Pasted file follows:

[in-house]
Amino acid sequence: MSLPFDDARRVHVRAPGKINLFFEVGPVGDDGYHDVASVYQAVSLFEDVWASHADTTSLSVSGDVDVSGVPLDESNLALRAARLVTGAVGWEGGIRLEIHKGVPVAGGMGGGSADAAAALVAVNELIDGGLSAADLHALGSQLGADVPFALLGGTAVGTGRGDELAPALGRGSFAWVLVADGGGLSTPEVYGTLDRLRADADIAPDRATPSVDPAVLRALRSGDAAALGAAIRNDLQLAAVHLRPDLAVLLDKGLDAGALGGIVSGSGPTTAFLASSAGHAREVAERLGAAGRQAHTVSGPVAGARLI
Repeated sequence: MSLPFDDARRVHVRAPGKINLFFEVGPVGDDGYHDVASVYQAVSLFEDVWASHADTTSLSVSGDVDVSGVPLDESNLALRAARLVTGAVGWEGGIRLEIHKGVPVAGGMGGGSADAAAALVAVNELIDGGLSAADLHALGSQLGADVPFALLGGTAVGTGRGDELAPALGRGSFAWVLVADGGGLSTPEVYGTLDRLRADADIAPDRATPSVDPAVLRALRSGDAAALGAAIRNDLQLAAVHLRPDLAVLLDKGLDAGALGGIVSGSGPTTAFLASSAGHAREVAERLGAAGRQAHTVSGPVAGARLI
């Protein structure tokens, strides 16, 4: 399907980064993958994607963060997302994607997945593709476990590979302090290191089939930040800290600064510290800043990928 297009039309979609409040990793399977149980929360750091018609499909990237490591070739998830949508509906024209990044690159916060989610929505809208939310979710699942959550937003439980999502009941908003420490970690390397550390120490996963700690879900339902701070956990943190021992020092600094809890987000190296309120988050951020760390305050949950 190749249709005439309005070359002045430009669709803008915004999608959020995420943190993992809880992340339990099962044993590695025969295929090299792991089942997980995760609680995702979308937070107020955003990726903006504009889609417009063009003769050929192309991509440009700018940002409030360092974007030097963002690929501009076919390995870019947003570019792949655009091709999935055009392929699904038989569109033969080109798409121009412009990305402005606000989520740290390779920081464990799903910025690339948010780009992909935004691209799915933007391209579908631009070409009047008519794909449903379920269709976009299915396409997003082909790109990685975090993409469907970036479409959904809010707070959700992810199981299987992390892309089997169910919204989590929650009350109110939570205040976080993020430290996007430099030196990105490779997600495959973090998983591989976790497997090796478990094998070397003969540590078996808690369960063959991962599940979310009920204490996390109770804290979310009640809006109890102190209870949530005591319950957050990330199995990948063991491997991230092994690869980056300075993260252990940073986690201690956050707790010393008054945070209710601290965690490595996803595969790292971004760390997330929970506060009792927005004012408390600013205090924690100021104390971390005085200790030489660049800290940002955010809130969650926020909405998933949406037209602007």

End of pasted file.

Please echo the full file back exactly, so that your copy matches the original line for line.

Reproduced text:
[in-house]
Amino acid sequence: MSLPFDDARRVHVRAPGKINLFFEVGPVGDDGYHDVASVYQAVSLFEDVWASHADTTSLSVSGDVDVSGVPLDESNLALRAARLVTGAVGWEGGIRLEIHKGVPVAGGMGGGSADAAAALVAVNELIDGGLSAADLHALGSQLGADVPFALLGGTAVGTGRGDELAPALGRGSFAWVLVADGGGLSTPEVYGTLDRLRADADIAPDRATPSVDPAVLRALRSGDAAALGAAIRNDLQLAAVHLRPDLAVLLDKGLDAGALGGIVSGSGPTTAFLASSAGHAREVAERLGAAGRQAHTVSGPVAGARLI
Repeated sequence: MSLPFDDARRVHVRAPGKINLFFEVGPVGDDGYHDVASVYQAVSLFEDVWASHADTTSLSVSGDVDVSGVPLDESNLALRAARLVTGAVGWEGGIRLEIHKGVPVAGGMGGGSADAAAALVAVNELIDGGLSAADLHALGSQLGADVPFALLGGTAVGTGRGDELAPALGRGSFAWVLVADGGGLSTPEVYGTLDRLRADADIAPDRATPSVDPAVLRALRSGDAAALGAAIRNDLQLAAVHLRPDLAVLLDKGLDAGALGGIVSGSGPTTAFLASSAGHAREVAERLGAAGRQAHTVSGPVAGARLI
């Protein structure tokens, strides 16, 4: 399907980064993958994607963060997302994607997945593709476990590979302090290191089939930040800290600064510290800043990928 297009039309979609409040990793399977149980929360750091018609499909990237490591070739998830949508509906024209990044690159916060989610929505809208939310979710699942959550937003439980999502009941908003420490970690390397550390120490996963700690879900339902701070956990943190021992020092600094809890987000190296309120988050951020760390305050949950 190749249709005439309005070359002045430009669709803008915004999608959020995420943190993992809880992340339990099962044993590695025969295929090299792991089942997980995760609680995702979308937070107020955003990726903006504009889609417009063009003769050929192309991509440009700018940002409030360092974007030097963002690929501009076919390995870019947003570019792949655009091709999935055009392929699904038989569109033969080109798409121009412009990305402005606000989520740290390779920081464990799903910025690339948010780009992909935004691209799915933007391209579908631009070409009047008519794909449903379920269709976009299915396409997003082909790109990685975090993409469907970036479409959904809010707070959700992810199981299987992390892309089997169910919204989590929650009350109110939570205040976080993020430290996007430099030196990105490779997600495959973090998983591989976790497997090796478990094998070397003969540590078996808690369960063959991962599940979310009920204490996390109770804290979310009640809006109890102190209870949530005591319950957050990330199995990948063991491997991230092994690869980056300075993260252990940073986690201690956050707790010393008054945070209710601290965690490595996803595969790292971004760390997330929970506060009792927005004012408390600013205090924690100021104390971390005085200790030489660049800290940002955010809130969650926020909405998933949406037209602007």